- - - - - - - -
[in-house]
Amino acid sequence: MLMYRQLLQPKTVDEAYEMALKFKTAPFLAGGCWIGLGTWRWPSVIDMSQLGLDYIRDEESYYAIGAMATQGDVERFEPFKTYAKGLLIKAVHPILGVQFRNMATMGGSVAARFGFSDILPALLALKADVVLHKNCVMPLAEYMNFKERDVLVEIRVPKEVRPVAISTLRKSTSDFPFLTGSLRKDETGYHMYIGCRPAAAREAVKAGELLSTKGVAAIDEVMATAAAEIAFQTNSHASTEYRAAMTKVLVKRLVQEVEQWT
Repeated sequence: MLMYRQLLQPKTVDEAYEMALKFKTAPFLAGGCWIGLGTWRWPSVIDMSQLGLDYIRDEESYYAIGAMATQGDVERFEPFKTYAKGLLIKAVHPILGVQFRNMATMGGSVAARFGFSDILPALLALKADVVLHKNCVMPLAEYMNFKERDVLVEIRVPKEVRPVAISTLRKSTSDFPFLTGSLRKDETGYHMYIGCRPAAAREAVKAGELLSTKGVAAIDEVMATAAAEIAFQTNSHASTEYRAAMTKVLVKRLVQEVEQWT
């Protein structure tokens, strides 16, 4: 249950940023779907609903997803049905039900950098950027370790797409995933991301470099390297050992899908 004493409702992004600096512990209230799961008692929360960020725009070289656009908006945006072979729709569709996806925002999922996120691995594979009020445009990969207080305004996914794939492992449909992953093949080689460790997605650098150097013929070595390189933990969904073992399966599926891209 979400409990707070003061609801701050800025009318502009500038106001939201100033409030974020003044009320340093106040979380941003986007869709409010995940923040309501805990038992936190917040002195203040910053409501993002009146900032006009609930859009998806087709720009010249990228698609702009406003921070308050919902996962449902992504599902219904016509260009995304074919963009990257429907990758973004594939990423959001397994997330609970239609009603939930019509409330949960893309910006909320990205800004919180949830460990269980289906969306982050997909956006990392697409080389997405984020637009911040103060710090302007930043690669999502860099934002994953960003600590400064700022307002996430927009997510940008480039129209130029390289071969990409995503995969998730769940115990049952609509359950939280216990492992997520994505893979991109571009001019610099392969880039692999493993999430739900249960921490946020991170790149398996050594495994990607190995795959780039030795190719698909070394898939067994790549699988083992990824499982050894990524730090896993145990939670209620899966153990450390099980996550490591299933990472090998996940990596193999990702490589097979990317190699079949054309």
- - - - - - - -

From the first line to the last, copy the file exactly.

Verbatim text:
[in-house]
Amino acid sequence: MLMYRQLLQPKTVDEAYEMALKFKTAPFLAGGCWIGLGTWRWPSVIDMSQLGLDYIRDEESYYAIGAMATQGDVERFEPFKTYAKGLLIKAVHPILGVQFRNMATMGGSVAARFGFSDILPALLALKADVVLHKNCVMPLAEYMNFKERDVLVEIRVPKEVRPVAISTLRKSTSDFPFLTGSLRKDETGYHMYIGCRPAAAREAVKAGELLSTKGVAAIDEVMATAAAEIAFQTNSHASTEYRAAMTKVLVKRLVQEVEQWT
Repeated sequence: MLMYRQLLQPKTVDEAYEMALKFKTAPFLAGGCWIGLGTWRWPSVIDMSQLGLDYIRDEESYYAIGAMATQGDVERFEPFKTYAKGLLIKAVHPILGVQFRNMATMGGSVAARFGFSDILPALLALKADVVLHKNCVMPLAEYMNFKERDVLVEIRVPKEVRPVAISTLRKSTSDFPFLTGSLRKDETGYHMYIGCRPAAAREAVKAGELLSTKGVAAIDEVMATAAAEIAFQTNSHASTEYRAAMTKVLVKRLVQEVEQWT
């Protein structure tokens, strides 16, 4: 249950940023779907609903997803049905039900950098950027370790797409995933991301470099390297050992899908 004493409702992004600096512990209230799961008692929360960020725009070289656009908006945006072979729709569709996806925002999922996120691995594979009020445009990969207080305004996914794939492992449909992953093949080689460790997605650098150097013929070595390189933990969904073992399966599926891209 979400409990707070003061609801701050800025009318502009500038106001939201100033409030974020003044009320340093106040979380941003986007869709409010995940923040309501805990038992936190917040002195203040910053409501993002009146900032006009609930859009998806087709720009010249990228698609702009406003921070308050919902996962449902992504599902219904016509260009995304074919963009990257429907990758973004594939990423959001397994997330609970239609009603939930019509409330949960893309910006909320990205800004919180949830460990269980289906969306982050997909956006990392697409080389997405984020637009911040103060710090302007930043690669999502860099934002994953960003600590400064700022307002996430927009997510940008480039129209130029390289071969990409995503995969998730769940115990049952609509359950939280216990492992997520994505893979991109571009001019610099392969880039692999493993999430739900249960921490946020991170790149398996050594495994990607190995795959780039030795190719698909070394898939067994790549699988083992990824499982050894990524730090896993145990939670209620899966153990450390099980996550490591299933990472090998996940990596193999990702490589097979990317190699079949054309």